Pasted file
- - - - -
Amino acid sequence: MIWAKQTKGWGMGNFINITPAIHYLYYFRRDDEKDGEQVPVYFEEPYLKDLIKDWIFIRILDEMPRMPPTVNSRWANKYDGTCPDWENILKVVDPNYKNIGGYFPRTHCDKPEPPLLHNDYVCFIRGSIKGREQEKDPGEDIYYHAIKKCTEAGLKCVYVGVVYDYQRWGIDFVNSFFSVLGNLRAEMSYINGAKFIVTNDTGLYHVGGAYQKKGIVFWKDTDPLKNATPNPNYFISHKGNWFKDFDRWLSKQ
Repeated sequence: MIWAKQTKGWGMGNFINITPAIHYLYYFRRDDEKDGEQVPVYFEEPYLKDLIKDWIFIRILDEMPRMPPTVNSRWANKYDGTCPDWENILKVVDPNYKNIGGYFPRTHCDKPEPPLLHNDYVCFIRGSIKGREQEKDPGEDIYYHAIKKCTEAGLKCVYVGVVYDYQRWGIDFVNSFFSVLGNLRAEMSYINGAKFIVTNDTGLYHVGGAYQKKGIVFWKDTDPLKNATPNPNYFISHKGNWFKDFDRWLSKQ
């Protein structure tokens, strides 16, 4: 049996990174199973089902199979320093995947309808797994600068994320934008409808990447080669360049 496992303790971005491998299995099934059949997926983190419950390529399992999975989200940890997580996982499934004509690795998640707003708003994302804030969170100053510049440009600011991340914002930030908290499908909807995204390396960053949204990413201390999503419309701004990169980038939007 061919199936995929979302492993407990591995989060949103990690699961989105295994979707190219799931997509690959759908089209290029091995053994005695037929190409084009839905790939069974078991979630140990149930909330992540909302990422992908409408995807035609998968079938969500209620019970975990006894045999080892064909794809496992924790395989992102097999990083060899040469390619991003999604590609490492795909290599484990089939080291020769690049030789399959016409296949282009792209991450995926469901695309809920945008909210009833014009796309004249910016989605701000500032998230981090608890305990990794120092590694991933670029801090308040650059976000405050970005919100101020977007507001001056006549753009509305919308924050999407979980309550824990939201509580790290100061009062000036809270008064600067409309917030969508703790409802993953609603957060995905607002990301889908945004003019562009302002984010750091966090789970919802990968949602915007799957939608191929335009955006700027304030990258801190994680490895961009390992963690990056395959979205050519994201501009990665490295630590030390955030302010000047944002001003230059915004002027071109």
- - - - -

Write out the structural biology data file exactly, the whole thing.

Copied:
Amino acid sequence: MIWAKQTKGWGMGNFINITPAIHYLYYFRRDDEKDGEQVPVYFEEPYLKDLIKDWIFIRILDEMPRMPPTVNSRWANKYDGTCPDWENILKVVDPNYKNIGGYFPRTHCDKPEPPLLHNDYVCFIRGSIKGREQEKDPGEDIYYHAIKKCTEAGLKCVYVGVVYDYQRWGIDFVNSFFSVLGNLRAEMSYINGAKFIVTNDTGLYHVGGAYQKKGIVFWKDTDPLKNATPNPNYFISHKGNWFKDFDRWLSKQ
Repeated sequence: MIWAKQTKGWGMGNFINITPAIHYLYYFRRDDEKDGEQVPVYFEEPYLKDLIKDWIFIRILDEMPRMPPTVNSRWANKYDGTCPDWENILKVVDPNYKNIGGYFPRTHCDKPEPPLLHNDYVCFIRGSIKGREQEKDPGEDIYYHAIKKCTEAGLKCVYVGVVYDYQRWGIDFVNSFFSVLGNLRAEMSYINGAKFIVTNDTGLYHVGGAYQKKGIVFWKDTDPLKNATPNPNYFISHKGNWFKDFDRWLSKQ
């Protein structure tokens, strides 16, 4: 049996990174199973089902199979320093995947309808797994600068994320934008409808990447080669360049 496992303790971005491998299995099934059949997926983190419950390529399992999975989200940890997580996982499934004509690795998640707003708003994302804030969170100053510049440009600011991340914002930030908290499908909807995204390396960053949204990413201390999503419309701004990169980038939007 061919199936995929979302492993407990591995989060949103990690699961989105295994979707190219799931997509690959759908089209290029091995053994005695037929190409084009839905790939069974078991979630140990149930909330992540909302990422992908409408995807035609998968079938969500209620019970975990006894045999080892064909794809496992924790395989992102097999990083060899040469390619991003999604590609490492795909290599484990089939080291020769690049030789399959016409296949282009792209991450995926469901695309809920945008909210009833014009796309004249910016989605701000500032998230981090608890305990990794120092590694991933670029801090308040650059976000405050970005919100101020977007507001001056006549753009509305919308924050999407979980309550824990939201509580790290100061009062000036809270008064600067409309917030969508703790409802993953609603957060995905607002990301889908945004003019562009302002984010750091966090789970919802990968949602915007799957939608191929335009955006700027304030990258801190994680490895961009390992963690990056395959979205050519994201501009990665490295630590030390955030302010000047944002001003230059915004002027071109």